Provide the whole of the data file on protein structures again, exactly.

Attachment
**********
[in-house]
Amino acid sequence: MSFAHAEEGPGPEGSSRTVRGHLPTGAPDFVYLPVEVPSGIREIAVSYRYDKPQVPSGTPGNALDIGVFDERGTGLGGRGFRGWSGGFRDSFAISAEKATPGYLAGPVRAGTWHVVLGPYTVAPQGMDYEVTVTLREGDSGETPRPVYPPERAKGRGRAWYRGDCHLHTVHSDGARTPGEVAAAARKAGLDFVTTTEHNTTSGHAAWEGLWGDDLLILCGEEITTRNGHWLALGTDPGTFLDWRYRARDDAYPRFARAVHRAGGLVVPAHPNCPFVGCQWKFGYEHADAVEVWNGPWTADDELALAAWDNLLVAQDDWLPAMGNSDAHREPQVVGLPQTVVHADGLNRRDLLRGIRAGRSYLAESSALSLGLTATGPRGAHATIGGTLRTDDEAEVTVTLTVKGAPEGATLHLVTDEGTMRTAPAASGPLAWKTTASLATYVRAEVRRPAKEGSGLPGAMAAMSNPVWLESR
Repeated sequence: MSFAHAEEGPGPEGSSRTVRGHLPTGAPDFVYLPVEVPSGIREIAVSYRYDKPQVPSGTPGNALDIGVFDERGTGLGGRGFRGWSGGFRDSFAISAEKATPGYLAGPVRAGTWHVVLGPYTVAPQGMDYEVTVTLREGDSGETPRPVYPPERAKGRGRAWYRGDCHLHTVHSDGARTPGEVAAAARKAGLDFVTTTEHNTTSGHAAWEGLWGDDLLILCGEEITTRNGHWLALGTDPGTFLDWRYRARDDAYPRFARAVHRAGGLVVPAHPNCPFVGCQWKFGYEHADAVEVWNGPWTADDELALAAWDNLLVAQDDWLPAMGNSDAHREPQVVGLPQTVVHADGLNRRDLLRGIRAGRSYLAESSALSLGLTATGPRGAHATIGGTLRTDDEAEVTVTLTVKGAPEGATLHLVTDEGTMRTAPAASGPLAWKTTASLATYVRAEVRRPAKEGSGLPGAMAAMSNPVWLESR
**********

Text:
[in-house]
Amino acid sequence: MSFAHAEEGPGPEGSSRTVRGHLPTGAPDFVYLPVEVPSGIREIAVSYRYDKPQVPSGTPGNALDIGVFDERGTGLGGRGFRGWSGGFRDSFAISAEKATPGYLAGPVRAGTWHVVLGPYTVAPQGMDYEVTVTLREGDSGETPRPVYPPERAKGRGRAWYRGDCHLHTVHSDGARTPGEVAAAARKAGLDFVTTTEHNTTSGHAAWEGLWGDDLLILCGEEITTRNGHWLALGTDPGTFLDWRYRARDDAYPRFARAVHRAGGLVVPAHPNCPFVGCQWKFGYEHADAVEVWNGPWTADDELALAAWDNLLVAQDDWLPAMGNSDAHREPQVVGLPQTVVHADGLNRRDLLRGIRAGRSYLAESSALSLGLTATGPRGAHATIGGTLRTDDEAEVTVTLTVKGAPEGATLHLVTDEGTMRTAPAASGPLAWKTTASLATYVRAEVRRPAKEGSGLPGAMAAMSNPVWLESR
Repeated sequence: MSFAHAEEGPGPEGSSRTVRGHLPTGAPDFVYLPVEVPSGIREIAVSYRYDKPQVPSGTPGNALDIGVFDERGTGLGGRGFRGWSGGFRDSFAISAEKATPGYLAGPVRAGTWHVVLGPYTVAPQGMDYEVTVTLREGDSGETPRPVYPPERAKGRGRAWYRGDCHLHTVHSDGARTPGEVAAAARKAGLDFVTTTEHNTTSGHAAWEGLWGDDLLILCGEEITTRNGHWLALGTDPGTFLDWRYRARDDAYPRFARAVHRAGGLVVPAHPNCPFVGCQWKFGYEHADAVEVWNGPWTADDELALAAWDNLLVAQDDWLPAMGNSDAHREPQVVGLPQTVVHADGLNRRDLLRGIRAGRSYLAESSALSLGLTATGPRGAHATIGGTLRTDDEAEVTVTLTVKGAPEGATLHLVTDEGTMRTAPAASGPLAWKTTASLATYVRAEVRRPAKEGSGLPGAMAAMSNPVWLESR